Jessica’s due date was 18 September. We managed to get her home just nine days before! We were so happy. She’s doing so well now and we’re starting to look forward to the future.
As Christmas approaches, many families who we met in the ‘Home from Home’ face spending it in hospital, but with Crawford House at least they can be together. For us, Jessica will be enjoying her first Christmas with her sisters in Scotland – and then will have a second celebration with her grandparents in Shields.
Our Christmas wish is that every child in hospital gets well and home in time for Christmas, or at the very least wakes up with their family around them on Christmas morning – which we now know can be made possible with the help of The Sick Children’s Trust’s ‘Homes from Home’.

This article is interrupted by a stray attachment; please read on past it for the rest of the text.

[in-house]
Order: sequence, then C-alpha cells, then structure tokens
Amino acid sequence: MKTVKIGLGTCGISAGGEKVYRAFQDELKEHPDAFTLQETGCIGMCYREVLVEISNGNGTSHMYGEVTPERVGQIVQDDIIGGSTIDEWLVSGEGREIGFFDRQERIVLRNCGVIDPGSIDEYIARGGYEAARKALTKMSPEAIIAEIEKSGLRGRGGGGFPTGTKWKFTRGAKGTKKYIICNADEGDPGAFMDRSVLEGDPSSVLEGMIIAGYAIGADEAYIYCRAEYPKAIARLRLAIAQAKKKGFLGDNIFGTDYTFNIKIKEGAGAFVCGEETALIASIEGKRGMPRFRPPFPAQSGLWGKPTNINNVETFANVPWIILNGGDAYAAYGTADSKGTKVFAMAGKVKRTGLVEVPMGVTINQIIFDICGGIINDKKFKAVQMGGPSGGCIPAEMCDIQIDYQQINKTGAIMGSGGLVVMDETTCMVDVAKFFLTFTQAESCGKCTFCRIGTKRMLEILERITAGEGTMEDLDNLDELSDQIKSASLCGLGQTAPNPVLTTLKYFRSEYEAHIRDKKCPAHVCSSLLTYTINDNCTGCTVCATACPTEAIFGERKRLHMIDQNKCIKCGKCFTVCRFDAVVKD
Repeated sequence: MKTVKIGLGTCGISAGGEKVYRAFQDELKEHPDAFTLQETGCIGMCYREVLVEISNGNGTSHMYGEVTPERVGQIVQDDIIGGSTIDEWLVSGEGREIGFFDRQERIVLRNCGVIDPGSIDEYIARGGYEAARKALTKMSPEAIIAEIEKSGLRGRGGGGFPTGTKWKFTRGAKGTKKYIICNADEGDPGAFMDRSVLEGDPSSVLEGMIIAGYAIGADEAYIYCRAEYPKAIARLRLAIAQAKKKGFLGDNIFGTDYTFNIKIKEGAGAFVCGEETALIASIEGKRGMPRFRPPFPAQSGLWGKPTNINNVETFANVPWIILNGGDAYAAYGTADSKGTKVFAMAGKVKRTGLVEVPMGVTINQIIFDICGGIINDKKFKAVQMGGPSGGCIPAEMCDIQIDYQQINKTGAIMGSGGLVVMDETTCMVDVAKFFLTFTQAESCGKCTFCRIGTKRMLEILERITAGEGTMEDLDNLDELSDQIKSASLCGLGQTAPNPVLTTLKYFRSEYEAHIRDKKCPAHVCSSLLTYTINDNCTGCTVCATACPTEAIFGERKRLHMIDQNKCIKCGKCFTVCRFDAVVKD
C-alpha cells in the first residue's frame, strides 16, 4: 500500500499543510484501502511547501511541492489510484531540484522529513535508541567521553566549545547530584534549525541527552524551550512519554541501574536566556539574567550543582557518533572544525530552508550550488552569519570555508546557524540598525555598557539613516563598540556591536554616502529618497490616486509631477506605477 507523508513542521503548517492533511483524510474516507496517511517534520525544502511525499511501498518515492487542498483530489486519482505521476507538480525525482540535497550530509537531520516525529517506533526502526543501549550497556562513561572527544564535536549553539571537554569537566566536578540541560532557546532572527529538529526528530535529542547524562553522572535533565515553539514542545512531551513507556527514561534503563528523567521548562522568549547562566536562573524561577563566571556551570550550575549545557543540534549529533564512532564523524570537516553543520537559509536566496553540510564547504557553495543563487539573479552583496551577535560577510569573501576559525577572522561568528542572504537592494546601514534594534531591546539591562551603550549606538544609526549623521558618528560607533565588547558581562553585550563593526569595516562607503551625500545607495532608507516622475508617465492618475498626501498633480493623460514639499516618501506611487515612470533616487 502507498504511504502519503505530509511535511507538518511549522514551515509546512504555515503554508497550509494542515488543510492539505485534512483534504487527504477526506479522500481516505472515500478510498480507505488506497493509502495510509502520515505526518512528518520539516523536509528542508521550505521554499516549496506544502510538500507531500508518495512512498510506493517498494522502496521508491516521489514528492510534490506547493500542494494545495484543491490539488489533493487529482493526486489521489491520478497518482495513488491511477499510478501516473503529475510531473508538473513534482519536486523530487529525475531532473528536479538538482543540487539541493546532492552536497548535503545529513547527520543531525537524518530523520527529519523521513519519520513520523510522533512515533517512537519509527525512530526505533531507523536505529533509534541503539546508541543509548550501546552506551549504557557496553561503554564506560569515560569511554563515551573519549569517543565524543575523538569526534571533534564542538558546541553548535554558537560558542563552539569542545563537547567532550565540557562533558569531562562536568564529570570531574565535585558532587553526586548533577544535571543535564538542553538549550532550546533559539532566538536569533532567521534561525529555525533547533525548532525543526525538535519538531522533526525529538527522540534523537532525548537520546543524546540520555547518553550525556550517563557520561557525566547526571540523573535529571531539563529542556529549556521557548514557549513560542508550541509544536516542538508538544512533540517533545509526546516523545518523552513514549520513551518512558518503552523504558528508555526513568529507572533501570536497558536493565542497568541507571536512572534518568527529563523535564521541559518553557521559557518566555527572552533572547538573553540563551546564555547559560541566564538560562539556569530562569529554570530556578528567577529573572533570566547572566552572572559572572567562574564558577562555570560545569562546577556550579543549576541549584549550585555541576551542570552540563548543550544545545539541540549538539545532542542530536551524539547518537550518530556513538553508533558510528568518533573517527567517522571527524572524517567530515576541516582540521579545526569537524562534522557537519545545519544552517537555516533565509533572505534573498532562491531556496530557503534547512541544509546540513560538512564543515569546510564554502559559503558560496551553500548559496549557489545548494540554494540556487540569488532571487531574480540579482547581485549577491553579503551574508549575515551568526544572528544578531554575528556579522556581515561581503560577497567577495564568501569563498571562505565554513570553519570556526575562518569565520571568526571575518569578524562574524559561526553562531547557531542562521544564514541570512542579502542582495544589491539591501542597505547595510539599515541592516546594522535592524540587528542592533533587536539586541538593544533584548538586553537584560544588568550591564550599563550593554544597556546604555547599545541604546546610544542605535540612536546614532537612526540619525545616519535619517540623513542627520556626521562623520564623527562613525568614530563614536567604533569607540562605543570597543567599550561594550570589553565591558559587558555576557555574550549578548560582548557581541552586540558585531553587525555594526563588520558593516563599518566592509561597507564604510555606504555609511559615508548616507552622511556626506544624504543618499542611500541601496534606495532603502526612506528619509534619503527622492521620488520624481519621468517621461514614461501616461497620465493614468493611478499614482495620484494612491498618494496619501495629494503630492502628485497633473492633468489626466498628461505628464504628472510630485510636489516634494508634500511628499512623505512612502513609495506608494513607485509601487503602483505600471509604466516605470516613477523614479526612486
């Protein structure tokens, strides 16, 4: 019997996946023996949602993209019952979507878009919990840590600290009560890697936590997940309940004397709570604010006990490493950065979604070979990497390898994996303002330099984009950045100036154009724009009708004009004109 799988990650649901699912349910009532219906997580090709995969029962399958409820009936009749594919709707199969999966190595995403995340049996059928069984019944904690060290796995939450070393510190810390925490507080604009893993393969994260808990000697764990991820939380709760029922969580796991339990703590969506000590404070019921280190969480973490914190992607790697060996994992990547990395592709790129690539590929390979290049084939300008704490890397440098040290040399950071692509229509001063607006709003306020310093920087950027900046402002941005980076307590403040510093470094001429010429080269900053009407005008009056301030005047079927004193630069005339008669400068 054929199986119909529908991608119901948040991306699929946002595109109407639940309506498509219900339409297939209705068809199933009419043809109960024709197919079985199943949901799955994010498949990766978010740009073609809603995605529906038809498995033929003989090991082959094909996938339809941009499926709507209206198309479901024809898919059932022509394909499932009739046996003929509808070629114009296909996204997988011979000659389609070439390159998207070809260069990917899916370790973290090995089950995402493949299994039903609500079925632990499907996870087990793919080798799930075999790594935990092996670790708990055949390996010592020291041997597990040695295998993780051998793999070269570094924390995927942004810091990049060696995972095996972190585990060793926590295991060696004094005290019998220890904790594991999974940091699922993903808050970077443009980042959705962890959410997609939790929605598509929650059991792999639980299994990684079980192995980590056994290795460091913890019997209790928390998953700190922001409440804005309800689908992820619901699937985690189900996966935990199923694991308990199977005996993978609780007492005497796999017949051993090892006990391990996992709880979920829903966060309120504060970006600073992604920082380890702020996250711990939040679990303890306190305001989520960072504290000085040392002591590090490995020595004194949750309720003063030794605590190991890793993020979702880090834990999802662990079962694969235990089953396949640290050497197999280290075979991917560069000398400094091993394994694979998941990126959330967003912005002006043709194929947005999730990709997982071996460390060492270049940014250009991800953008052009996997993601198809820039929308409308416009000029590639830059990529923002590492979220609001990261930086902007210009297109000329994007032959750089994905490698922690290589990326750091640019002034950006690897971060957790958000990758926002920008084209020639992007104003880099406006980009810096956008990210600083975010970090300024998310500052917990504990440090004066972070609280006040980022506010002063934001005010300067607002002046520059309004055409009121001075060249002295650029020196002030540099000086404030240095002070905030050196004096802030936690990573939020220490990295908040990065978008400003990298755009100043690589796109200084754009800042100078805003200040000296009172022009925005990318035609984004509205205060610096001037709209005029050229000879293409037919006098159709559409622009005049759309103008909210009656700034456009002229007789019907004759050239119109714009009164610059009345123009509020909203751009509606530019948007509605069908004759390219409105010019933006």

Oscar was born three months early and spent seven weeks on the Neonatal Intensive Care Unit. His parents, Edward and Louise, were supported by Chestnut House and were always just a stone's throw away from his side
Every year we help families by giving them somewhere to stay near their seriously ill child’s hospital bedside. Sign up to receive our email newsletters to stay up to date with how your support is helping to keep families together.